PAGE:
I feel honored, in a very weird way, to have witnessed the birth, growth, stumbling, and inevitable death of a global phenomenon. I might have said that about Gangnam Style, but somehow that bloody video is still attracting views.

I’m referring to Twitter, and I have such fond memories of Twitter. They launched in 2006, but it was only in 2008 that I became aware of it. My first memories of Twitter was that it was a faster, lighter, and somewhat less-sophisticated version of Facebook, which I had first joined in 2007.

Within a South African context, I was on Twitter before it was cool. It’s hard to believe in 2016, where basically every talk show and marketing campaign is using hashtags, and questionable social movements are using the platform to rally and organize social change – but there was a time when Twitter in SA was small. Really, really small.

Small enough that in May 2008, a few of us started assembling a manually-curated directory of South African Twitter users. This was back when Twitter didn’t have a search feature (remember how that used to be a whole separate site?), and geolocation wasn’t even remotely an option.

The Internet Archive will forever immortalize this entry on a free PBWorks wiki (used to be Peanut Butter Wiki, by the way), before the spam came along.

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Three months later, the list had grown to a mere 150, and I think we got to about 300 before Twitter started gaining some real traction here in SA.

By September 2008, Twitter had introduced us all to the concept of the Fail Whale, and outages were about as common as uptime. I quite liked Twitter, though, and they had a REST API -so between that API, a profile search feature, and a few cron jobs, I built a South African shadow site, called TwitterSA.com.

All it did, really, was continuously search for users that had South Africa (or major cities) as their location in their profiles, automatically follow them, and cache all their tweets in its own database. I recall eventually adding a signup feature, and started scraping the tweets for popular links and hashtags that were being shared.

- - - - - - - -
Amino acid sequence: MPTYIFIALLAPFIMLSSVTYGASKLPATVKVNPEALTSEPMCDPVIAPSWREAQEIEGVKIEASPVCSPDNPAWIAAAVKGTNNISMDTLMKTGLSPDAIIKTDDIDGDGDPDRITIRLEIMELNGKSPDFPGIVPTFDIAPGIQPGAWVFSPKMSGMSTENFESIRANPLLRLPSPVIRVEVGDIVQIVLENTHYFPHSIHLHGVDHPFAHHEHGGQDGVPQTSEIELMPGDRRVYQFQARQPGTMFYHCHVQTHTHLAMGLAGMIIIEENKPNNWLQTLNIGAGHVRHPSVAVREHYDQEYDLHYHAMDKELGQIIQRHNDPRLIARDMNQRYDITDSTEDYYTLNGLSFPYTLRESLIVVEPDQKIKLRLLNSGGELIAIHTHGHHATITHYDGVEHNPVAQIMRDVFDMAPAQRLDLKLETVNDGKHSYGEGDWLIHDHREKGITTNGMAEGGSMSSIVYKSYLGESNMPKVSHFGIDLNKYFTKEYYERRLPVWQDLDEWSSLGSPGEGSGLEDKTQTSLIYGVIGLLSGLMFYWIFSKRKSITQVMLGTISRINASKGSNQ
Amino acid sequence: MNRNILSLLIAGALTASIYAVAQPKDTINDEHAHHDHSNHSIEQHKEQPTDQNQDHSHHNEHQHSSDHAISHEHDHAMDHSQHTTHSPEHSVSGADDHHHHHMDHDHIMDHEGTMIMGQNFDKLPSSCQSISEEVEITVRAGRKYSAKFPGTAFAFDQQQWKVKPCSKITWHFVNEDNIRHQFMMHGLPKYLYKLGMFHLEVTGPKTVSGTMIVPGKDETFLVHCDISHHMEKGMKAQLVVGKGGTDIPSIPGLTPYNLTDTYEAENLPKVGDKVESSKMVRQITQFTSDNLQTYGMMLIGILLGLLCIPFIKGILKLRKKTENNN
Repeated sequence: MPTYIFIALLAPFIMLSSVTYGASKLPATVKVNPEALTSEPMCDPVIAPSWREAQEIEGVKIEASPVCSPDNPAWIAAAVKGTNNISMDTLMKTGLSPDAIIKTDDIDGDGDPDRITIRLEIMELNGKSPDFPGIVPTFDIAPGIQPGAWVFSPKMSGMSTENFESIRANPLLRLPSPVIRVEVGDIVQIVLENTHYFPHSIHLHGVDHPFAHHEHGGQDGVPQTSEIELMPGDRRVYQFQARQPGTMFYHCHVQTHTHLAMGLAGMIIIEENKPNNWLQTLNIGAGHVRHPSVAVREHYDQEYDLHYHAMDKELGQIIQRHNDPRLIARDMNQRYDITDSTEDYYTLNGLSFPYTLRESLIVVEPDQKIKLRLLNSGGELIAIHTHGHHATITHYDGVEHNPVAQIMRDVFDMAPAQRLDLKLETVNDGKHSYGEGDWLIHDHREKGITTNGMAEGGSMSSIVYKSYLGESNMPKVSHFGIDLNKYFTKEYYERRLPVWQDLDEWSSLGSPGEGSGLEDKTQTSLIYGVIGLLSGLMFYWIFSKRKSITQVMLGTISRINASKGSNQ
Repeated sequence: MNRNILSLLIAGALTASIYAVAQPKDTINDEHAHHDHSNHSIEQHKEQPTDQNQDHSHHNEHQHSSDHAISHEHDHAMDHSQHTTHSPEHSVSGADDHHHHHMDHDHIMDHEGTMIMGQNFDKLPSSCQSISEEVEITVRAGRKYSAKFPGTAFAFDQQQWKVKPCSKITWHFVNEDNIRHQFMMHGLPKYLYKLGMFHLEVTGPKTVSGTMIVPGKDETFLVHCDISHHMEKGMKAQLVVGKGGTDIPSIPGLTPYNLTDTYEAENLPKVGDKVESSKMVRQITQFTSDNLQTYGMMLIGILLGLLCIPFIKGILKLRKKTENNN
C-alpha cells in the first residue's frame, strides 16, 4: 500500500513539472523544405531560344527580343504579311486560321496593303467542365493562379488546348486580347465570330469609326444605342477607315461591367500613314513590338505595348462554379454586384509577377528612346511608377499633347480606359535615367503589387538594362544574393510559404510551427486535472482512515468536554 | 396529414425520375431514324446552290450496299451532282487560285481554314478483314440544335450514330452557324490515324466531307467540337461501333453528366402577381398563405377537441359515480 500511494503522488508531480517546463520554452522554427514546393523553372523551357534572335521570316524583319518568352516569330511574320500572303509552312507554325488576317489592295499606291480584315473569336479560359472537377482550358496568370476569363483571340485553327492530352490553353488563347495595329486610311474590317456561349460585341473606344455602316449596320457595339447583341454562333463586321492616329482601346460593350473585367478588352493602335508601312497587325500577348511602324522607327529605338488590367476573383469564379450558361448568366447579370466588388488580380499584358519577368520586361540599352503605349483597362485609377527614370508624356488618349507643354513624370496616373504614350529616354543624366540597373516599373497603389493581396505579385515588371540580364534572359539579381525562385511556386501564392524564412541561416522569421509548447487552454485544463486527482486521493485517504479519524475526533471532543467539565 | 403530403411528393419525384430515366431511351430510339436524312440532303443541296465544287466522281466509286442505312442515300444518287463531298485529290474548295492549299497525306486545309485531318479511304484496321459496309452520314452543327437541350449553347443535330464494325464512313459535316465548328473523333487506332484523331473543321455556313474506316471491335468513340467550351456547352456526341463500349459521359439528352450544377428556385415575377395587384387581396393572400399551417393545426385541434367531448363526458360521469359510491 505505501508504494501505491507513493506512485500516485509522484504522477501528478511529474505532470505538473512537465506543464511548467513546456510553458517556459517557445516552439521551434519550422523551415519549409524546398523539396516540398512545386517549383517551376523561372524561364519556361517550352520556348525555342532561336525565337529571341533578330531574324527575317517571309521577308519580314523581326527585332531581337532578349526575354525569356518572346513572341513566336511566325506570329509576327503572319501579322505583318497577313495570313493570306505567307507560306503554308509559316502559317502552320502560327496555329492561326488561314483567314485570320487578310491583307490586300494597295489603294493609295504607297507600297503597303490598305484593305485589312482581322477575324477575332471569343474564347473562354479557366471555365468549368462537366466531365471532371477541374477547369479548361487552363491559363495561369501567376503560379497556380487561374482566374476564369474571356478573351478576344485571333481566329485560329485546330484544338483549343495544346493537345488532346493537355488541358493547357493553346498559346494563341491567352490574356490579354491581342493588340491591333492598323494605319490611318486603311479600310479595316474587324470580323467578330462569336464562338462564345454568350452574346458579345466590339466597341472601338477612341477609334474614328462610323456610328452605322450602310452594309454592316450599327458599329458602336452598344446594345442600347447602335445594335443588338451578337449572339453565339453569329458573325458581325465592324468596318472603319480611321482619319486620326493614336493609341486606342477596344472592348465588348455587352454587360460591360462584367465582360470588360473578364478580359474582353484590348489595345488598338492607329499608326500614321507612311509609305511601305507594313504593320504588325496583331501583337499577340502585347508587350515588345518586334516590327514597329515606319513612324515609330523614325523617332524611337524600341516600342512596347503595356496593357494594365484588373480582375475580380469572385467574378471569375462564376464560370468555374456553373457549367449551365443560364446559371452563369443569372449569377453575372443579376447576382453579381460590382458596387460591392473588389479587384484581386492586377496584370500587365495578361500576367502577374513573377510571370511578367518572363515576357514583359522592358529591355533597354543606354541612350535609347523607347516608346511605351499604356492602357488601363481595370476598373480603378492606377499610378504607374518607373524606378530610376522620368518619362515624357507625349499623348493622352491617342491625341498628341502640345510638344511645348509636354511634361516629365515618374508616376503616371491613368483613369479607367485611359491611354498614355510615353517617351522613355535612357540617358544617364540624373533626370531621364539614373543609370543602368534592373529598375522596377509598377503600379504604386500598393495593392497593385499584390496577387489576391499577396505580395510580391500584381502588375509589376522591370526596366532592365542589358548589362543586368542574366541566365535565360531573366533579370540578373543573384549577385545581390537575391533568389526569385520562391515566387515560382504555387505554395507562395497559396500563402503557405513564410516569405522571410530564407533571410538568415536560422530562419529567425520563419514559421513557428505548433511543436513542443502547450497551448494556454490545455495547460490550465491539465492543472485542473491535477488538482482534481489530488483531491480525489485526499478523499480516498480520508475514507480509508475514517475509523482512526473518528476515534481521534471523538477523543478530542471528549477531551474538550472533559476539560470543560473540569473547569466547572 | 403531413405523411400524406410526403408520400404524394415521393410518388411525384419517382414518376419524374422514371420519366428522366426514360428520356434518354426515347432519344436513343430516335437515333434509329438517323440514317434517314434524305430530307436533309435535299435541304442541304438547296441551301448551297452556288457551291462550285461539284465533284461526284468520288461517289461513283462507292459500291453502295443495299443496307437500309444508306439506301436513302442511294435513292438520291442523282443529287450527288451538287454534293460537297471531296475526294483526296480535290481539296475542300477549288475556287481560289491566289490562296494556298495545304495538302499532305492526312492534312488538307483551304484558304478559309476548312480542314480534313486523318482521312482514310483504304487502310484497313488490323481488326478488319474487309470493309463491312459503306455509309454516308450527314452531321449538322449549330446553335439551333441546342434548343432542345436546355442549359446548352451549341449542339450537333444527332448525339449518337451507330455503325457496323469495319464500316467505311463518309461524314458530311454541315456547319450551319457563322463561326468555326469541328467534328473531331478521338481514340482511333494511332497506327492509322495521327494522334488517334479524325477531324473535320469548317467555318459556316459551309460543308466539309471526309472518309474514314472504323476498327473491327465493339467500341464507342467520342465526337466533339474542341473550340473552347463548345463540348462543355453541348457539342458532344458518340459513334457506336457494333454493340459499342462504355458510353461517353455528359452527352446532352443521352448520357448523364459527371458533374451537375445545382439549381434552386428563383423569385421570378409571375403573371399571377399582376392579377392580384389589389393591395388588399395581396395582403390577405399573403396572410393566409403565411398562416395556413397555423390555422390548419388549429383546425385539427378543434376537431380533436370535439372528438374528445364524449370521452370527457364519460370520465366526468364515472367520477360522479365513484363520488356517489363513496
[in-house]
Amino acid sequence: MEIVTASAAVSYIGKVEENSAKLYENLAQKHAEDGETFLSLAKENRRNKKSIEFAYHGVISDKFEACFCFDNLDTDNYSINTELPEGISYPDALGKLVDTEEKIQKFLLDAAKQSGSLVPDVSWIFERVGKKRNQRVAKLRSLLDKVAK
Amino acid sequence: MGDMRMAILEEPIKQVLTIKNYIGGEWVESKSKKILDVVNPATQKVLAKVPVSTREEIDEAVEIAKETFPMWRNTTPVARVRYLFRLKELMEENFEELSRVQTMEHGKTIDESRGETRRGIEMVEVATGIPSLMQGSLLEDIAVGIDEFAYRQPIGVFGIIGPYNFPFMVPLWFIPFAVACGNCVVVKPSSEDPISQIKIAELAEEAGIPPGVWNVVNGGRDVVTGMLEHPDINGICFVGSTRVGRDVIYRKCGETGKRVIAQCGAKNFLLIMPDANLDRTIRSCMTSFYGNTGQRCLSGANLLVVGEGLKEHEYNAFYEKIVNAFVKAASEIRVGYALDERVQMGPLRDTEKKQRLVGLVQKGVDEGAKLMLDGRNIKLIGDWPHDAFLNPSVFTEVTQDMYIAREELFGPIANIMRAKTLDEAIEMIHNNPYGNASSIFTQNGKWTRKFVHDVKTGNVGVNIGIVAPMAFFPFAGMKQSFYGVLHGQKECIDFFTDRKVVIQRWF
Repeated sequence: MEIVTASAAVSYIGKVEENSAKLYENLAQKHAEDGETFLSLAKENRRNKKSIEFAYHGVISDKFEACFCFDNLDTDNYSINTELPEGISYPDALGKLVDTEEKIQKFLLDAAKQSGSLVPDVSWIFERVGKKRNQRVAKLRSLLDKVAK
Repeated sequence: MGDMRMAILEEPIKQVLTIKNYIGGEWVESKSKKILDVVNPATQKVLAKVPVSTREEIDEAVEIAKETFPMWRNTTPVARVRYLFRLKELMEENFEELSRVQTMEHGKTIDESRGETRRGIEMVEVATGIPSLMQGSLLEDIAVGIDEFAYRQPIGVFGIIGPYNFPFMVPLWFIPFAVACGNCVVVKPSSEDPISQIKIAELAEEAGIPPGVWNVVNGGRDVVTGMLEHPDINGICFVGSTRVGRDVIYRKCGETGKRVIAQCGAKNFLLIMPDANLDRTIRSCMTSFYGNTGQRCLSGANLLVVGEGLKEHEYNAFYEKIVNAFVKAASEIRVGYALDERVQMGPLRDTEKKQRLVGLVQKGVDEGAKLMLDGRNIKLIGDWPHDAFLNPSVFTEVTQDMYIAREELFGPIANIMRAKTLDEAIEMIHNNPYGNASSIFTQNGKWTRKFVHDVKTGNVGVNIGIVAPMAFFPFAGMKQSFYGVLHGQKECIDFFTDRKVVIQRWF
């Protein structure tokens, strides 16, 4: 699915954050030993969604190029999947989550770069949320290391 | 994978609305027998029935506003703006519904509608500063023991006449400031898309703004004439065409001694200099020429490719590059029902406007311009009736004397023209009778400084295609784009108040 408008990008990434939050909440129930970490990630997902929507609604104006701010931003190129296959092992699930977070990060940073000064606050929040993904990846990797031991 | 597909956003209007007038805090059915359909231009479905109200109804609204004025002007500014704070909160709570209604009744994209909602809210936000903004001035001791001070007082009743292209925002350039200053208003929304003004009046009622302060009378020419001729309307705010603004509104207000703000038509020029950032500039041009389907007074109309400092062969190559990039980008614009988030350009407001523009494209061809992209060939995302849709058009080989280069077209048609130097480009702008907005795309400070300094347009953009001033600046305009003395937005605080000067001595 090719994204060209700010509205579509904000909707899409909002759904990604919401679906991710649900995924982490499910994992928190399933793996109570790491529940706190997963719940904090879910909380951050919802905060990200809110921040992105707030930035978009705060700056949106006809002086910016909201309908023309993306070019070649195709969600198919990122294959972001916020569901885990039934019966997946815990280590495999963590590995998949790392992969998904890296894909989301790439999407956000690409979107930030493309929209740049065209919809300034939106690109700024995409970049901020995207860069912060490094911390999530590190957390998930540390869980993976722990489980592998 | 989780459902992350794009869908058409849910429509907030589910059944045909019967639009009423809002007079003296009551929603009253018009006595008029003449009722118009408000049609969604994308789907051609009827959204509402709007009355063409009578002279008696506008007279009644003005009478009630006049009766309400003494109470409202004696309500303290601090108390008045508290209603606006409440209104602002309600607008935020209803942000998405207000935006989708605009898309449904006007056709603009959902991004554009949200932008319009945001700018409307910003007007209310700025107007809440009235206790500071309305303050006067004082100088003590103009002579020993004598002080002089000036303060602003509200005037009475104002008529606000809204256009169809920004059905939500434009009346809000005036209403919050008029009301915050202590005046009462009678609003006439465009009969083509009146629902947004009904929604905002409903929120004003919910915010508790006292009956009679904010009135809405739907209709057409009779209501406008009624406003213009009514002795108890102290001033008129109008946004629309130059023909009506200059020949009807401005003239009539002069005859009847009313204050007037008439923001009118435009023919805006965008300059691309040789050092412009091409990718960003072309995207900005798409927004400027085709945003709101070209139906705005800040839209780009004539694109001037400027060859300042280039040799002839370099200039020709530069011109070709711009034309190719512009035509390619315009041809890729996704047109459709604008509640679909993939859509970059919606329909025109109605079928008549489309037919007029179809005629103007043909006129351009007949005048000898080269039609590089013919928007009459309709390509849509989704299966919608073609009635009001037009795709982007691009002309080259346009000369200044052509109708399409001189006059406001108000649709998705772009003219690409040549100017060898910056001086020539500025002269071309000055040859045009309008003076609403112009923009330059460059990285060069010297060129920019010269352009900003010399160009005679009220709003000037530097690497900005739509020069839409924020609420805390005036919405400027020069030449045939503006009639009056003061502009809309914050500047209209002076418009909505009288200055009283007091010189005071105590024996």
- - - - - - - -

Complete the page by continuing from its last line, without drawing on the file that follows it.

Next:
Yes, it was basically a nascent social media listening platform. If I knew how popular those would have become in the years to follow, I definitely would have held on to it a lot more strongly than I did.

It had a brief, but glorious reign. At one point it held the definitive directory of South African Twitter users, and even, some crazy how, got myself and the designer featured in an ITWeb column.

That lasted until about July 2009, when Twitter started sending out Cease & Desists to all domains that included “Twitter” in the name. We received it, discussed it for about two minutes, and decided to shut down the site. Twitter was only a few months away from launching their Geolocation API, which would have made the service redundant anyway.

Since then, I’ve been perpetually on-and-off Twitter, simultaneously inspired and frustrated by it. I never could figure out the best way to make use of it, and towards the end of 2015 I started making the mistake of trying to have rational debates through the platform.

Turns out, 140 characters at a time is not a good medium for debate, and the average participant who attempts it is not really great at communicating complex, cogent arguments – myself included. Retweets make it far too easy to take things out of context and magnify them to a hostile audience, and it’s way, way too easy to get mobbed off the service.

Which is why I quit in February 2016.

I left it connected to my WordPress.com account, on the off chance that some of my audience would appreciate the stuff I write here – but on the whole, I disengaged completely. Frustrating limitations, hostile audience, apathetic moderation – was there any other outcome?

And it turned out, I wasn’t the only one starting to feel this way. Me dropping off Twitter came as the stock coasted to its lowest level since IPO:

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As it turns out, it’s really hard to monetize such a shitty place. And I choose that word with the utmost care: